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Echographic findings in uveal melanomas treated with the Leksell gamma knife
  1. K Müllnera,
  2. G Langmanna,
  3. G Pendlb,
  4. J Faulborna
  1. aUniversitäts Augenklinik, Graz, Austria, bUniversitätsklinik für Neurochirurgie, Graz, Austria
  1. K Müllner, MD, Department of Ophthalmology, University of Graz, Auenbruggerplatz 4, A-8036 Graz, Austria.

Abstract

BACKGROUND/AIMS Between June 1992 and July 1995, 29 uveal melanomas were treated radiosurgically with the Leksell gamma unit at the University of Graz. The aim of this retrospective study was to examine the pattern of regression and the extent and time period of the decrease in tumour size.

METHODS The Leksell gamma knife, model B, was used. Patients were divided into three groups according to marginal dose: group 1: eight patients with a marginal dose >50 Gy, group 2: 15 patients with a marginal dose = 50 Gy, and group 3: six patients with a marginal dose = 45 Gy. For the retrospective study two groups were examined: group A, tumours <5 mm and group B, tumours ⩾5 mm.

RESULTS No significant correlation was found between tumour regression and the marginal dose. Tumour shrinkage depends on the pretreatment height. In the group of eight patients with an initial tumour prominence of less than 5 mm, no prominence was found after therapy. In the group of patients with an original tumour prominence of 5 mm and more, only two tumours formed a flat scar while a residual prominence was found in 18 patients. Increase in reflectivity combined with a decrease in size appears to be a good criterion for the effectiveness of the treatment. In five patients with tumours showing low reflectivity, over a longer period of time metastases were found. An enucleation was performed in two patients because of uncertain tumour regression and in one patient as a result of an increase in tumour size.

CONCLUSION The pattern of echographic reflectivity and decrease in size is similar to brachytherapy and is one of the most important diagnostic variables for evaluation of tumour regression. An increase in reflectivity as well as a decrease in tumour size in the first 6-8 months can be considered a therapeutic success.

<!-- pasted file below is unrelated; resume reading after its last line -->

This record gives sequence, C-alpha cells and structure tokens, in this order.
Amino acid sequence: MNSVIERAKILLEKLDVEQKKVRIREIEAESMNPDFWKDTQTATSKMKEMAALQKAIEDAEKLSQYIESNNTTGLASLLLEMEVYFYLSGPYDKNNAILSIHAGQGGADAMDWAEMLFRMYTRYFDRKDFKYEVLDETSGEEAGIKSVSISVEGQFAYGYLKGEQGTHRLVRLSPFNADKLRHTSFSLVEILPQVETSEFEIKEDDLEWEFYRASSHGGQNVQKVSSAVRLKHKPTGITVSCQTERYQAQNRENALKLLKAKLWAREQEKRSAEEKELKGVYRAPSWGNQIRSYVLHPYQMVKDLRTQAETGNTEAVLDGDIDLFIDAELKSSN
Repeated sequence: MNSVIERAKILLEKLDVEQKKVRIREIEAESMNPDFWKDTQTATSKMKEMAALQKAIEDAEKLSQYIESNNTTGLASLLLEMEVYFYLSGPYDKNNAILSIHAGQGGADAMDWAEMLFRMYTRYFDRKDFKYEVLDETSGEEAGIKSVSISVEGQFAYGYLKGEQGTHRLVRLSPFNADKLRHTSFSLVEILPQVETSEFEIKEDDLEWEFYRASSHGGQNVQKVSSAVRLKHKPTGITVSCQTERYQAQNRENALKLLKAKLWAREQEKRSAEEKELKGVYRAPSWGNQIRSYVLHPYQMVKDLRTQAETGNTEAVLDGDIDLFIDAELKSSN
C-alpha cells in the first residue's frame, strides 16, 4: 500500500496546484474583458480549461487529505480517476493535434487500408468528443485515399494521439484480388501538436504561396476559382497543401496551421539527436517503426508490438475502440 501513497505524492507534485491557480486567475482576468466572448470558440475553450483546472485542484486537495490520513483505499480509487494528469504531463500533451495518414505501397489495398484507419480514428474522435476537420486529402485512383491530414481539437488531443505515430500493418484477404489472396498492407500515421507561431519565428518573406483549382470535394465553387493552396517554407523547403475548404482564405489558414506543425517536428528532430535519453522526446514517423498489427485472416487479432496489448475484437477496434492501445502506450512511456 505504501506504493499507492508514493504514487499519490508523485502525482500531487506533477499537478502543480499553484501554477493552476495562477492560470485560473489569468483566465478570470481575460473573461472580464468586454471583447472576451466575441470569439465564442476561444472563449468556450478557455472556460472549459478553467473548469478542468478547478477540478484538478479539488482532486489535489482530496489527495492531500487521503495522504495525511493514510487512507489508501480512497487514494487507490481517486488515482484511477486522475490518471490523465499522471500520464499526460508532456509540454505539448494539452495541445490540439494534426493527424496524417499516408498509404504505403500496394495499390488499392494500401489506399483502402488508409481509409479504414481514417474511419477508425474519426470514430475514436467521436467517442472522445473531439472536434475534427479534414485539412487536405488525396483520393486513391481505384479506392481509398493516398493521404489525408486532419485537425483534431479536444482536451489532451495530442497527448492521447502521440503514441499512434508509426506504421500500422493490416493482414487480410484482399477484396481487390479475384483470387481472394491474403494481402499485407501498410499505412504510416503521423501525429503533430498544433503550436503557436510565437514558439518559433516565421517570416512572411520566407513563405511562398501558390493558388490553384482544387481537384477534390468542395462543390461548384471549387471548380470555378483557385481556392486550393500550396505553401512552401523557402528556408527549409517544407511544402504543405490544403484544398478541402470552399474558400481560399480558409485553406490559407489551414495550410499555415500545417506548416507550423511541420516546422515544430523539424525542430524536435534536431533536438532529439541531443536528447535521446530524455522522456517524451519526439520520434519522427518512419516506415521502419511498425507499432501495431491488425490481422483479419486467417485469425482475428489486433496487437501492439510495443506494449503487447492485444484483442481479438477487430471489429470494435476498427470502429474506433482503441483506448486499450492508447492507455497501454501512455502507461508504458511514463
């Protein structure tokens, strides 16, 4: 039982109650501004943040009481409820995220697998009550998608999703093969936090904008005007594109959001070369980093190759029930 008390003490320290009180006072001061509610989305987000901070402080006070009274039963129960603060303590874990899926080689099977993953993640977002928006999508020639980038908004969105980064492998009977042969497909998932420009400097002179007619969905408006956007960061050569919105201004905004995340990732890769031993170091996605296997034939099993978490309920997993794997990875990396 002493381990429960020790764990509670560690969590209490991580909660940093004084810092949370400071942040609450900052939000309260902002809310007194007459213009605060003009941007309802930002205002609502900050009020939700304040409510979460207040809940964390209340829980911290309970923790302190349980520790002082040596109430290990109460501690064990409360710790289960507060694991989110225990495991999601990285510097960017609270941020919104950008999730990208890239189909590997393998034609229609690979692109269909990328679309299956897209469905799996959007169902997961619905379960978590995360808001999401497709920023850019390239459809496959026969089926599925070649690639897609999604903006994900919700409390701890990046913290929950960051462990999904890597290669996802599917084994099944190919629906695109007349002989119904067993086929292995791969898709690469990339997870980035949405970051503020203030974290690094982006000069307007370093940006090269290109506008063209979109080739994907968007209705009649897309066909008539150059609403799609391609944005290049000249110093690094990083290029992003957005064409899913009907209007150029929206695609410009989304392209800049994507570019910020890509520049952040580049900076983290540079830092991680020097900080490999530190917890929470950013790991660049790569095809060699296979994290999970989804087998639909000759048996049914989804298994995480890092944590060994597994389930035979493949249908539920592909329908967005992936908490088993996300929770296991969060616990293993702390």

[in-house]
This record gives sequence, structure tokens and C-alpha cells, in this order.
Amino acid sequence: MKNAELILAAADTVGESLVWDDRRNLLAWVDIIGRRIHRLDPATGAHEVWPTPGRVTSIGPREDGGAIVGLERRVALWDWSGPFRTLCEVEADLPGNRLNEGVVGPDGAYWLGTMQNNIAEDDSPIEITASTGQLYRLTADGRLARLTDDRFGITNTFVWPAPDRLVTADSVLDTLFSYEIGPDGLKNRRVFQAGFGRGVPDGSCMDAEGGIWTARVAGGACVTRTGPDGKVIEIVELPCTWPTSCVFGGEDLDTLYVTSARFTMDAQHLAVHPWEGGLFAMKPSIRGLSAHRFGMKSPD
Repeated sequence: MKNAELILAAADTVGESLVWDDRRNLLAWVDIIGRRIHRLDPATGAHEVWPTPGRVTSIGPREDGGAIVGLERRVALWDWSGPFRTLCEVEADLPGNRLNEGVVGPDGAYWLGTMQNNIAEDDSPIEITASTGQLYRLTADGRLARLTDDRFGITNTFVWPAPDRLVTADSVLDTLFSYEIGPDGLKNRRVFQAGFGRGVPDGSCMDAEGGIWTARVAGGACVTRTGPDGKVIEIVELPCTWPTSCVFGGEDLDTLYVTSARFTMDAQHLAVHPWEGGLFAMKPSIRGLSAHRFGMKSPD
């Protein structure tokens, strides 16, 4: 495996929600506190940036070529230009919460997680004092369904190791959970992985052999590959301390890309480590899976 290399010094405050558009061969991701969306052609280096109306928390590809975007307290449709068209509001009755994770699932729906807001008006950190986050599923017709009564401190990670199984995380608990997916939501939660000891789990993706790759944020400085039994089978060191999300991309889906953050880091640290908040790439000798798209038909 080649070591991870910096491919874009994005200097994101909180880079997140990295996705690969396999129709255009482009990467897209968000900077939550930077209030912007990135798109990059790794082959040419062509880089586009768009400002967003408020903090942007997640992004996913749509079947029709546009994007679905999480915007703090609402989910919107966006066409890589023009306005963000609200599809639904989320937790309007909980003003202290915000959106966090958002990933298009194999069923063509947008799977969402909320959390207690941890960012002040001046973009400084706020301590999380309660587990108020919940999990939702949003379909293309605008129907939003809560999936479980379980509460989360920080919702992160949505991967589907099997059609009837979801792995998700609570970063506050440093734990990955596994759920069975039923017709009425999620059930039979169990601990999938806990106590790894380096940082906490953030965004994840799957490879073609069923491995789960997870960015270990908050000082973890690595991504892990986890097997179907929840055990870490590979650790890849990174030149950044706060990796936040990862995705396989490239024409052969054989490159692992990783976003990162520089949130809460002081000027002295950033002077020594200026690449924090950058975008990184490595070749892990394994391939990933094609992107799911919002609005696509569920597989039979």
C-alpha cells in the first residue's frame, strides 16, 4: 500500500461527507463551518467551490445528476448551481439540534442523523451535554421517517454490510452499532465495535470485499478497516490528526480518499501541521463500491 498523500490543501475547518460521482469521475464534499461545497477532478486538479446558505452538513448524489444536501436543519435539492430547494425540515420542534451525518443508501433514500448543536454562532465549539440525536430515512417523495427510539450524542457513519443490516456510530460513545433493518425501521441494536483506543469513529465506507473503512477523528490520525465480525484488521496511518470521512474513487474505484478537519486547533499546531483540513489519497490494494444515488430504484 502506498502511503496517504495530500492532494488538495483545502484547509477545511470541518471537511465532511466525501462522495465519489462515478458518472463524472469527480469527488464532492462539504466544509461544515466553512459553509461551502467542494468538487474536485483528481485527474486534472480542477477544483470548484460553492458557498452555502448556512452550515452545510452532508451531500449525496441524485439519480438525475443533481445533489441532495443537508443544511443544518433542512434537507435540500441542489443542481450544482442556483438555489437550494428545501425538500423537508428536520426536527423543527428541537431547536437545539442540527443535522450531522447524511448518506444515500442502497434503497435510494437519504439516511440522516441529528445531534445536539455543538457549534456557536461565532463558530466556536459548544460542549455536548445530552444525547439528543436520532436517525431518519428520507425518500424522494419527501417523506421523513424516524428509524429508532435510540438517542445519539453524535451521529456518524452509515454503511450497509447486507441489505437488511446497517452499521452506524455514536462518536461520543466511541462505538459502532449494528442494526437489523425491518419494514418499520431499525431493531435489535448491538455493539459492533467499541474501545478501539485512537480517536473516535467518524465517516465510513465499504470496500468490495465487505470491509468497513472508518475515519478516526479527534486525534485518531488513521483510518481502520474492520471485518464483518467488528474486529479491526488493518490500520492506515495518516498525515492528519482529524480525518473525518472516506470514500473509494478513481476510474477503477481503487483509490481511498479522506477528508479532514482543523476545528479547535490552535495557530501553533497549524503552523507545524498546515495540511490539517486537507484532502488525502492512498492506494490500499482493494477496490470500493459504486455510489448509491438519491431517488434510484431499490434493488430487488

• gamma knife
  • uveal melanoma
  • echographic examination
  • reflectivity

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Ever since cobalt-125, ruthenium-106 applicators, and teletherapy (proton, helium ions)1-5 have been used for local treatment of uveal melanomas, echographic examinations have become increasingly important as follow up and evaluation of effectiveness. So far, studies on reflectivity patterns, decrease in tumour size, and sound attenuation have been published in connection with brachytherapy with ruthenium-106, iodine-125, and cobalt-125.6-13 Experience with radiosurgical treatment of uveal melanoma has been reported by Chinela et al,14 Langmann et al,15Marchini et al,16 Rennie et al,17 Zambrano et al,18and Zehetmayer et al.19 Uveal melanomas have been treated radiosurgically with the Leksell gamma unit at the University of Graz since 1992. There have been several reports on echographic behaviour, internal reflectivity, and tumour regression.8-11 13

Echographic follow up controls (A and B echography) were performed on all treated tumours to determine the effectiveness of treatment. The purpose of this study was to evaluate our experience with the dynamics of tumour regression and reflectivity patterns and to compare them with ruthenium-106 brachytherapy.

Patients

Between June 1992 and July 1996, 29 consecutively selected uveal melanomas were treated with the Leksell gamma unit at the University Eye Clinic, Graz. Besides routine biomicroscopy, tonometry, photodocumentation, and fluorescein angiography examinations, echographic examinations were performed preoperatively and 1 week, 6 weeks, 3 months, 6 months, 12 months, and finally at half year intervals postoperatively. The shortest interval was 1 year, the longest 4 years. The oldest patient was 90 years old and the youngest was 33 years old (average age 63 years). The smallest tumour was 2.67 mm high and the largest was 11.1 mm (Table 1).